The minds behind an app to track and flag homeless encampments in San Francisco say that the app does not exist and was in fact intended as a commentary on tech culture.

Since its launch on Tuesday, the app has been damned on Twitter.

SnapCamp’s purported premise was “cleaning up” San Francisco’s communities by encouraging its residents to take pictures of homeless encampments and noting “problem areas” at a safe distance.

The fake app made its debut during a time when residents are reacting strongly to the growing number of homeless people in the area, many of whom have reported being displaced by the city’s efforts to accommodate tourists visiting the city for a week of Super Bowl 50 events.

Its creators defended the project. “SnapCamp is art,” wrote one of the website’s creators in an email to Mission Local, declining to identify themselves due to the “rancor” that the project has inspired. The project serves as a satire of tech culture, according to the anonymous emailer, who is a self-described owner of a small software company and “deeply embedded” in tech.

“It would be self-aggrandizing to say that we’re trying to raise awareness; everybody in the city is aware of the issue. The Superbowl pushed a lot of people south of Market, and the rain forced them to seek shelter, creating a very visible issue,” the SnapCamp creator wrote. “But, it shines a light on a central question in tech that I think often goes unexamined: We are obsessed with ‘solving problems.’ But whose problems do we solve? And what new problems are created?”

SnapCamp is non-existent in the app store, but its website promises that the app will “bring about social change one photo at a time,” by allowing users to document and share the locations of illegal encampments, vagrancy or trespassing.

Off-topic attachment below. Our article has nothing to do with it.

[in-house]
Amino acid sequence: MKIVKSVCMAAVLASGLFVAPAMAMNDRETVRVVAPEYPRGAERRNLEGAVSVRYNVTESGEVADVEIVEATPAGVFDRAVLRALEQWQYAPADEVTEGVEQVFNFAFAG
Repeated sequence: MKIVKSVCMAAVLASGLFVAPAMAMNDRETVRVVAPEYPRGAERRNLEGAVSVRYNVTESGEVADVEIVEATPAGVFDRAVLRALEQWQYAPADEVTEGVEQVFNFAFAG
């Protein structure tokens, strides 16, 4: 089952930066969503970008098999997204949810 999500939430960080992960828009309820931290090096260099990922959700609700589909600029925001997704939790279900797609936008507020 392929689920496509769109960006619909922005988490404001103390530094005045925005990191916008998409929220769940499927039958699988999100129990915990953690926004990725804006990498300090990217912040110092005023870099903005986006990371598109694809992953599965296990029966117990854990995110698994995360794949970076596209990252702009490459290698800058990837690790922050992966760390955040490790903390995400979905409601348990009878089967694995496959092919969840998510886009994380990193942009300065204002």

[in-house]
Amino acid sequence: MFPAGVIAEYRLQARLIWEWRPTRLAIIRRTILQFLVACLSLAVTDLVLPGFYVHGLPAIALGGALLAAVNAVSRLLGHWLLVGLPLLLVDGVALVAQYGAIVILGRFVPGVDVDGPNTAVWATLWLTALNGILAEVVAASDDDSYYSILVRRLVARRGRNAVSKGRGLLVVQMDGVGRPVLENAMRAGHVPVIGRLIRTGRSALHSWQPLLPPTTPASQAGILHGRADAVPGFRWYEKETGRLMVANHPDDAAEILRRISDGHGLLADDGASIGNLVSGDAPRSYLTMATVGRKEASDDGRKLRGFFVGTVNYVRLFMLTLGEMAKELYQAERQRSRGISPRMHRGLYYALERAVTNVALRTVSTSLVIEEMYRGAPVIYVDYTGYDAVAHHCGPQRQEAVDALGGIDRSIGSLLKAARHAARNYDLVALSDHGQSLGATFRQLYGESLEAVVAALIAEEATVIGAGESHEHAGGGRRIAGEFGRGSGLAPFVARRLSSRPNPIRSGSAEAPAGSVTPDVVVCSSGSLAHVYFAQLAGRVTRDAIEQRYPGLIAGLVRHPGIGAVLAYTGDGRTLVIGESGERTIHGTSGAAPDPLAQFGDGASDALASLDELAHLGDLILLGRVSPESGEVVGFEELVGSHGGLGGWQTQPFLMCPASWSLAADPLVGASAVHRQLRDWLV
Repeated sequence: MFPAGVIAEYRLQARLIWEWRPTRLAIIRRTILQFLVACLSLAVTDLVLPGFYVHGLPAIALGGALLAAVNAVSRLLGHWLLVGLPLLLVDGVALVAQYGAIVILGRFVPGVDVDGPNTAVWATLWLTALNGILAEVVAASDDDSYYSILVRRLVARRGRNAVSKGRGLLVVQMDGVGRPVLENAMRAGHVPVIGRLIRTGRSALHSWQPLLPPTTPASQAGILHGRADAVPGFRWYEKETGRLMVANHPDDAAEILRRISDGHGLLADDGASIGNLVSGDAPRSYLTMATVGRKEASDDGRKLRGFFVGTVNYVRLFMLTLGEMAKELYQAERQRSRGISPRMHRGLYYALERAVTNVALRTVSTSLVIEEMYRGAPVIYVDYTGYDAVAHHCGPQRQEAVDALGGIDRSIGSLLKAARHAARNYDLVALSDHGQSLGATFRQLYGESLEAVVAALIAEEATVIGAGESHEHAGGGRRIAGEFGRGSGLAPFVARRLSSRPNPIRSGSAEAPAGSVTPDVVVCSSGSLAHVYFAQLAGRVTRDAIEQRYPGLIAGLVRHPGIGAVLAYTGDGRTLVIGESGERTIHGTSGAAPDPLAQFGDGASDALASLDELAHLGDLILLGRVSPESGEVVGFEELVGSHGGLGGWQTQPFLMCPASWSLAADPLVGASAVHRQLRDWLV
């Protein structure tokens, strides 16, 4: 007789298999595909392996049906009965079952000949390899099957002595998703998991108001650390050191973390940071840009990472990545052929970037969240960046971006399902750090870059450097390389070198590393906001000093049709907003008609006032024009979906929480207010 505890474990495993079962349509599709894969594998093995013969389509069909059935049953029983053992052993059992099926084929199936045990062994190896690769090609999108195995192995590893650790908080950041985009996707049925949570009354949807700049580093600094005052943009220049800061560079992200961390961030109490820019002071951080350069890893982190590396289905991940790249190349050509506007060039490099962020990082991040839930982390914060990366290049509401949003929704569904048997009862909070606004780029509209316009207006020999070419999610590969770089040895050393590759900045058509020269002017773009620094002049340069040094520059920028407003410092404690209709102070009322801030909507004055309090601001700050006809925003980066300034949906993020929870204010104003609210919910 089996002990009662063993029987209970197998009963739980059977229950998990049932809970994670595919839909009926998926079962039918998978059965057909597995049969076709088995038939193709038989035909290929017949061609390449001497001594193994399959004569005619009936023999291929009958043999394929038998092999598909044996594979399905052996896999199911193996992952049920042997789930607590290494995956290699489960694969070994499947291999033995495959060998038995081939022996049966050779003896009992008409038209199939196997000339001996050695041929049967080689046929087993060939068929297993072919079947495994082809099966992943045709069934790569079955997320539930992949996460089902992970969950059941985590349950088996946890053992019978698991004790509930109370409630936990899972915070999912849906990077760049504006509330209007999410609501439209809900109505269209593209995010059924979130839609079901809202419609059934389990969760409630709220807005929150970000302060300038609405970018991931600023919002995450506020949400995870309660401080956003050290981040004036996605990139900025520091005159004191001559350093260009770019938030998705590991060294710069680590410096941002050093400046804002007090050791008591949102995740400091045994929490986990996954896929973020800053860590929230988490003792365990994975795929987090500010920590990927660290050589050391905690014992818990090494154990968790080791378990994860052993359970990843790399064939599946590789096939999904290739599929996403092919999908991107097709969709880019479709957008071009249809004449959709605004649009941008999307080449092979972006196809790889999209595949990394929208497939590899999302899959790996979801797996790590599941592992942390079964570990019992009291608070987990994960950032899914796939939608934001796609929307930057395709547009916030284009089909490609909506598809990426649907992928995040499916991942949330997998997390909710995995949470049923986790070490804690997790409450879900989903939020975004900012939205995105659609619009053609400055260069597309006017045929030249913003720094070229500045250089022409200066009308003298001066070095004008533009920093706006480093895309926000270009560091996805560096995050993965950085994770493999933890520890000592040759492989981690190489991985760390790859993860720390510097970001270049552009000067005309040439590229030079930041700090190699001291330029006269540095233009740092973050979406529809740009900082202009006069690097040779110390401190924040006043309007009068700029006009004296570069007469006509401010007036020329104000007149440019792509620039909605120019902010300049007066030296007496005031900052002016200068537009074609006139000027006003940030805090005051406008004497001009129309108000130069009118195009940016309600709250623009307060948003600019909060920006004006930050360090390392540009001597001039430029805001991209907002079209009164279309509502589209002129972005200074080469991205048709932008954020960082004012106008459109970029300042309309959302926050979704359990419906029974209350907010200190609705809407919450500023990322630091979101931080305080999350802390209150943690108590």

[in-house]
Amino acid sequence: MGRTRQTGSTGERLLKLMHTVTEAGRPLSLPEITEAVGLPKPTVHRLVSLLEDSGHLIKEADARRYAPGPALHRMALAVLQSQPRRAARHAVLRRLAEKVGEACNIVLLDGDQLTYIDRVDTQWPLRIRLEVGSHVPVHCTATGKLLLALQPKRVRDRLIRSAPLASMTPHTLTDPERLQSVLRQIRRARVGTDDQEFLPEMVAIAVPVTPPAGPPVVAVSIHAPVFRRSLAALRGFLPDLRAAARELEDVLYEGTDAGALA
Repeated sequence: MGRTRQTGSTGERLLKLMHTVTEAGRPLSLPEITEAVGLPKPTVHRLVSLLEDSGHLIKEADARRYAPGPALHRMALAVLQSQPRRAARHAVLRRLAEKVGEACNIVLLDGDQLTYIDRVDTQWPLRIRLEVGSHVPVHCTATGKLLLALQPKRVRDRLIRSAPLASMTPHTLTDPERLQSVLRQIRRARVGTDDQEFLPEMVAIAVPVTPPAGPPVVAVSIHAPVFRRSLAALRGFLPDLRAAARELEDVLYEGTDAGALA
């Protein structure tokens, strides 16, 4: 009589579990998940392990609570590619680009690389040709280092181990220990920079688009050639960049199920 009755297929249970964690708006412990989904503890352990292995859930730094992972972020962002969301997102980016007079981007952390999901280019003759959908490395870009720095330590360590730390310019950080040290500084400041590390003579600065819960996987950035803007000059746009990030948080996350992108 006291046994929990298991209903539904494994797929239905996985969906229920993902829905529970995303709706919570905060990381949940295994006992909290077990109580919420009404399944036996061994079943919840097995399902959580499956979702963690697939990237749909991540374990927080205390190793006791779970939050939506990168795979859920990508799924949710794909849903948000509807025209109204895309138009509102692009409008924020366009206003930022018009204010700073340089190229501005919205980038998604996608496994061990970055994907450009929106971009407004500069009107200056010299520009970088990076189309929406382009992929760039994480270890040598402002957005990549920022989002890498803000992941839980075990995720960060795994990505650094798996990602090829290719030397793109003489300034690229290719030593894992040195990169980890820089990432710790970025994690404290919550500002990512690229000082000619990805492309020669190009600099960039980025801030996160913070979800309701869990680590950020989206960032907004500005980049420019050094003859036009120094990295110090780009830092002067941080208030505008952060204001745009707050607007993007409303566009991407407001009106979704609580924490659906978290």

Without an actual app to develop, the project took surprisingly little time. The site’s anonymous creator said that a three-person team spent some 10 hours on the project and “a couple of bucks” for the domain registration.

“A web page theme. A few photos on a nice day. Incidentally, anybody whose tent we photographed, we asked their permission and gave them $20. That was by far the largest expense,” the person wrote.

The website for the app launched yesterday and caused a stir in the Twitter-sphere as well as on Facebook. Reactions online have been, for the most part, outraged.

“Meanwhile, App Startup Land has its own Final Solution for the homeless of San Francisco. Behold, callous disregard for human life given form as an app!” wrote Facebook user Eric Hall in a post around noon, when it was still unclear whether the app was a real endeavor or satire.

“Satire has to be clear in order for it to be effective. If this is a hoax, it is reinforcing the bad behavior instead of problematizing it. If it’s real, same thing,” posted Facebook user Shannon Bolt.

One Twitter user called the project disgusting.

In response to the outrage, SnapCamp’s creators tweeted this morning:

That did little to pacify other Twitter users:

Grist called the hoax on Wednesday, pointing to dead links on the app’s website and user testimonials that seemed far fetched, exacerbating tech cliches. In one of the testimonials, alleged SnapCamp user “Jared Gustafson,” described as a digital designer, was quoted saying this about homeless encampments:

“Nobody wants to say it, but I will. It’s the smell. When I get off the bus from Mountain View, I have to hold my breath. I feel like we need to send a message.”

This morning, the photo accompanying Gustafson’s quote was that of venture capitalist Steve Jurvetson. But following the Grist article, Gustafson’s picture was changed.

The SnapCamp creator admits to having “a weird sense of humor.” Though not a resident of the Mission, the emailer said “Campos is my supe,” and that they are “gentrifying a different neighborhood.”

The motivation came more from a longing for more meaningful engagement from tech workers.

“I’m trying to build something, in my professional life, that I hope will have social impact.  I have been disappointed by few people find that to be a motivating factor,” they said.

When asked if the creators behind SnapCamp feel that the disconnect between tech’s mentality and the community’s needs can be bridged, the answer was “probably not.”

“Hackathons are easier to organize than political campaigns,” the emailer wrote, adding this message for those who denounced SnapCamp both as a real app and as a joke: “Good. You care enough to Tweet. Now take the next step.”

SnapCamp’s creator did not specify whether the website will stay live, saying only that “art is ephemeral.”